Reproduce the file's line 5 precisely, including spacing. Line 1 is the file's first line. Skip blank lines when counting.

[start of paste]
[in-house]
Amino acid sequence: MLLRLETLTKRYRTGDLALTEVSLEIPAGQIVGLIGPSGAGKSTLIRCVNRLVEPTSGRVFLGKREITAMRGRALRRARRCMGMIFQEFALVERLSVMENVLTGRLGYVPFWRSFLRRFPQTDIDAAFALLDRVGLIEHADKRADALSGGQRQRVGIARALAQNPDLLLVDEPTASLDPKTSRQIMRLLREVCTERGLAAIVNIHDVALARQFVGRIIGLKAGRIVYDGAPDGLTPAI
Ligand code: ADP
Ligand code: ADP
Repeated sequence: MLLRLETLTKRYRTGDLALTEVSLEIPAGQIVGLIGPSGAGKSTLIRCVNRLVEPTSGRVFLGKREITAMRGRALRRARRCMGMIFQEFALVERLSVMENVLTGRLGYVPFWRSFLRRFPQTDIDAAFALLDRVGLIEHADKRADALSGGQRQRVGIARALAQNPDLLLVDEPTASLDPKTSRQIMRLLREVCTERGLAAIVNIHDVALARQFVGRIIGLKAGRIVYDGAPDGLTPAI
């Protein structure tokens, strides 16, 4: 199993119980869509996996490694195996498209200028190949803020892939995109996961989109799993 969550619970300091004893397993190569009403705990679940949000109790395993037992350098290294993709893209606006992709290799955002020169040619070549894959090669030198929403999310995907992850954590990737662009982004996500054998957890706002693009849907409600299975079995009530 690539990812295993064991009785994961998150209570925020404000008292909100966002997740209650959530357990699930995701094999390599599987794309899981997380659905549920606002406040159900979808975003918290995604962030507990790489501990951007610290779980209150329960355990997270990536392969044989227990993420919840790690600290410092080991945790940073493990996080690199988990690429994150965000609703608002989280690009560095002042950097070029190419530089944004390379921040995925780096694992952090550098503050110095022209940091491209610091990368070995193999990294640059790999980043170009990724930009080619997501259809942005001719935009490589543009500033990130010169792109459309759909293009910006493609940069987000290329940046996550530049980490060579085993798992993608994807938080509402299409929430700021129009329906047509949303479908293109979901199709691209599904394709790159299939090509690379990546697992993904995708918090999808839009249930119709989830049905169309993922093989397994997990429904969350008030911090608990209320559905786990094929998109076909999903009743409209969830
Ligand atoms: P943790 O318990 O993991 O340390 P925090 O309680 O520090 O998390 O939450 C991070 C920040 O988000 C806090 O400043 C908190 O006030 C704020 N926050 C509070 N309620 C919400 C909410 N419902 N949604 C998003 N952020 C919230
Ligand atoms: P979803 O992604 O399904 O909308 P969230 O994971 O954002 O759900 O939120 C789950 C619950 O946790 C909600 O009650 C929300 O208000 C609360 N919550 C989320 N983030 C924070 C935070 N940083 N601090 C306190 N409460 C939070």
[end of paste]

Repeated sequence: MLLRLETLTKRYRTGDLALTEVSLEIPAGQIVGLIGPSGAGKSTLIRCVNRLVEPTSGRVFLGKREITAMRGRALRRARRCMGMIFQEFALVERLSVMENVLTGRLGYVPFWRSFLRRFPQTDIDAAFALLDRVGLIEHADKRADALSGGQRQRVGIARALAQNPDLLLVDEPTASLDPKTSRQIMRLLREVCTERGLAAIVNIHDVALARQFVGRIIGLKAGRIVYDGAPDGLTPAI